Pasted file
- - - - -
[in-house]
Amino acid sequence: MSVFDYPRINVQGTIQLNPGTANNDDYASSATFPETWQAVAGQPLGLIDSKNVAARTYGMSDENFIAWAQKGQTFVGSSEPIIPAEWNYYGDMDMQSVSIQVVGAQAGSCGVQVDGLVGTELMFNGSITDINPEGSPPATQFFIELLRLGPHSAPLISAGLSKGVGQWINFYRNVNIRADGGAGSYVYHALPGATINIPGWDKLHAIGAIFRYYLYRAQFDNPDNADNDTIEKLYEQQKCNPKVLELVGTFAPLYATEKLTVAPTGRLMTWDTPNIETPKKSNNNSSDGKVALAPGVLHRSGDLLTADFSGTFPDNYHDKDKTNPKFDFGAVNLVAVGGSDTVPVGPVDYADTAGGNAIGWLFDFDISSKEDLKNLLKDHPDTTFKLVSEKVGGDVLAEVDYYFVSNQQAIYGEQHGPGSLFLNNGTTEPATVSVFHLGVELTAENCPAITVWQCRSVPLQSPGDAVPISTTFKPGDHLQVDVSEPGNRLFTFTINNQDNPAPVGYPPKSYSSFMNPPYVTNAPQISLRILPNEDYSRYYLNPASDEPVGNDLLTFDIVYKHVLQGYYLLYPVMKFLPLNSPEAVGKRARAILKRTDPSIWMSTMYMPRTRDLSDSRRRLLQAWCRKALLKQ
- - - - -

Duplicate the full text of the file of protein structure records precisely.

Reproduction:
[in-house]
Amino acid sequence: MSVFDYPRINVQGTIQLNPGTANNDDYASSATFPETWQAVAGQPLGLIDSKNVAARTYGMSDENFIAWAQKGQTFVGSSEPIIPAEWNYYGDMDMQSVSIQVVGAQAGSCGVQVDGLVGTELMFNGSITDINPEGSPPATQFFIELLRLGPHSAPLISAGLSKGVGQWINFYRNVNIRADGGAGSYVYHALPGATINIPGWDKLHAIGAIFRYYLYRAQFDNPDNADNDTIEKLYEQQKCNPKVLELVGTFAPLYATEKLTVAPTGRLMTWDTPNIETPKKSNNNSSDGKVALAPGVLHRSGDLLTADFSGTFPDNYHDKDKTNPKFDFGAVNLVAVGGSDTVPVGPVDYADTAGGNAIGWLFDFDISSKEDLKNLLKDHPDTTFKLVSEKVGGDVLAEVDYYFVSNQQAIYGEQHGPGSLFLNNGTTEPATVSVFHLGVELTAENCPAITVWQCRSVPLQSPGDAVPISTTFKPGDHLQVDVSEPGNRLFTFTINNQDNPAPVGYPPKSYSSFMNPPYVTNAPQISLRILPNEDYSRYYLNPASDEPVGNDLLTFDIVYKHVLQGYYLLYPVMKFLPLNSPEAVGKRARAILKRTDPSIWMSTMYMPRTRDLSDSRRRLLQAWCRKALLKQ